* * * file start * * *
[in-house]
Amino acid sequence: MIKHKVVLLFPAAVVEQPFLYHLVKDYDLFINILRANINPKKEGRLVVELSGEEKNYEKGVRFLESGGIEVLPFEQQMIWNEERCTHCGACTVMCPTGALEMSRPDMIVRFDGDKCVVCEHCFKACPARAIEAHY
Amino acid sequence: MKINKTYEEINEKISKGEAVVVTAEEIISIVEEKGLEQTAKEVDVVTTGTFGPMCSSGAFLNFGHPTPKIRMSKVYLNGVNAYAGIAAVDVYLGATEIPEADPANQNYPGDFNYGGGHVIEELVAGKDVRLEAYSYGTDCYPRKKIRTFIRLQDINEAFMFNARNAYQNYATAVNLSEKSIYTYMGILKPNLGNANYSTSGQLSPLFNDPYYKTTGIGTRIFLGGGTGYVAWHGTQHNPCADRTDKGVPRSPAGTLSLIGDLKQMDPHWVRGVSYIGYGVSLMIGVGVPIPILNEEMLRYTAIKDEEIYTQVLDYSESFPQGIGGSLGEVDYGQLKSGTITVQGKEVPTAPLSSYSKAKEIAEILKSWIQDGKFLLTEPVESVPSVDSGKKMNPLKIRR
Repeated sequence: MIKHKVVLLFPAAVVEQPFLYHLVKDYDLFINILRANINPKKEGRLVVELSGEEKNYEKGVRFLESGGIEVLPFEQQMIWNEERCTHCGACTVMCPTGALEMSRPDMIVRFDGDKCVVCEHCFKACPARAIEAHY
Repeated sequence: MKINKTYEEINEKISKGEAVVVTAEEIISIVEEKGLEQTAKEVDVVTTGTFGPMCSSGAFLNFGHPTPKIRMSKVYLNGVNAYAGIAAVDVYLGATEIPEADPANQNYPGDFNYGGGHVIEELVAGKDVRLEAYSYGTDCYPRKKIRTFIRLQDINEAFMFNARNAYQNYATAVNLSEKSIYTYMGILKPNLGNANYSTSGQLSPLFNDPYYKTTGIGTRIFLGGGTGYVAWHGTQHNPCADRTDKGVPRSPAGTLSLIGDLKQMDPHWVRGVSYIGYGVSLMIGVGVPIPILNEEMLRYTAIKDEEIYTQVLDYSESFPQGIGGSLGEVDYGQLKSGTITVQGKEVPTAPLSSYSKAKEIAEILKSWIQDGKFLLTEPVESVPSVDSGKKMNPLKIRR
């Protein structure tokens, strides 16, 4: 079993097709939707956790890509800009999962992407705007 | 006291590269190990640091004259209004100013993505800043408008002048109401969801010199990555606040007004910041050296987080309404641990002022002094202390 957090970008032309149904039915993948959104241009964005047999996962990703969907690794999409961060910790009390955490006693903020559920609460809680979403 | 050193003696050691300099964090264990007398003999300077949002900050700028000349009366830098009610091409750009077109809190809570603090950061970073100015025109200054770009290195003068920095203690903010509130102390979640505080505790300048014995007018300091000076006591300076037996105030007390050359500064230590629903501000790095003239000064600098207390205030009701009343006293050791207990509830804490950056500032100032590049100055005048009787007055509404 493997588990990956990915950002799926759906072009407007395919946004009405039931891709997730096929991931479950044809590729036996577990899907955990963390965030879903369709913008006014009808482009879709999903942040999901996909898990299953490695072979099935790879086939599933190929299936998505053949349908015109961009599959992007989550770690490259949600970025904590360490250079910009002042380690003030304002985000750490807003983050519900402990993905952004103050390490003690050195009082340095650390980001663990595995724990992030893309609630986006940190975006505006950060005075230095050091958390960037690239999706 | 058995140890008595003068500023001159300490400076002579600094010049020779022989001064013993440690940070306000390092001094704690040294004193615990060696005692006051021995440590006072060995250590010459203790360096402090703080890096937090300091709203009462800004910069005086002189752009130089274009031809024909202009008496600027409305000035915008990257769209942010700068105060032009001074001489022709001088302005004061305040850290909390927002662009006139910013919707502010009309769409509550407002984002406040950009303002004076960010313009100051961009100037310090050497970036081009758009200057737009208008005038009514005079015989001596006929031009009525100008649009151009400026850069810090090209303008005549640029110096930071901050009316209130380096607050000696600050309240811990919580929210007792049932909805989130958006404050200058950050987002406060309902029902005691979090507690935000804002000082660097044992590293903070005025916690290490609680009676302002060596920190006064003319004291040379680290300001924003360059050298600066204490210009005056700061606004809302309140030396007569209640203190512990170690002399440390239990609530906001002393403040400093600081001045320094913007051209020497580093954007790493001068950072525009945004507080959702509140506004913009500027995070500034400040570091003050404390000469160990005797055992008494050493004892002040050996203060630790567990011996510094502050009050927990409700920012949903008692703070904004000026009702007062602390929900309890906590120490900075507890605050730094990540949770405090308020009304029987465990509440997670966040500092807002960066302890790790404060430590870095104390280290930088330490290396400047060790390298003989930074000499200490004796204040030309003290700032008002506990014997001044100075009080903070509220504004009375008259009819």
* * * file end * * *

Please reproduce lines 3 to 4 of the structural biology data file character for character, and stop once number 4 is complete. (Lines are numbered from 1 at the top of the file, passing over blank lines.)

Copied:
Amino acid sequence: MKINKTYEEINEKISKGEAVVVTAEEIISIVEEKGLEQTAKEVDVVTTGTFGPMCSSGAFLNFGHPTPKIRMSKVYLNGVNAYAGIAAVDVYLGATEIPEADPANQNYPGDFNYGGGHVIEELVAGKDVRLEAYSYGTDCYPRKKIRTFIRLQDINEAFMFNARNAYQNYATAVNLSEKSIYTYMGILKPNLGNANYSTSGQLSPLFNDPYYKTTGIGTRIFLGGGTGYVAWHGTQHNPCADRTDKGVPRSPAGTLSLIGDLKQMDPHWVRGVSYIGYGVSLMIGVGVPIPILNEEMLRYTAIKDEEIYTQVLDYSESFPQGIGGSLGEVDYGQLKSGTITVQGKEVPTAPLSSYSKAKEIAEILKSWIQDGKFLLTEPVESVPSVDSGKKMNPLKIRR
Repeated sequence: MIKHKVVLLFPAAVVEQPFLYHLVKDYDLFINILRANINPKKEGRLVVELSGEEKNYEKGVRFLESGGIEVLPFEQQMIWNEERCTHCGACTVMCPTGALEMSRPDMIVRFDGDKCVVCEHCFKACPARAIEAHY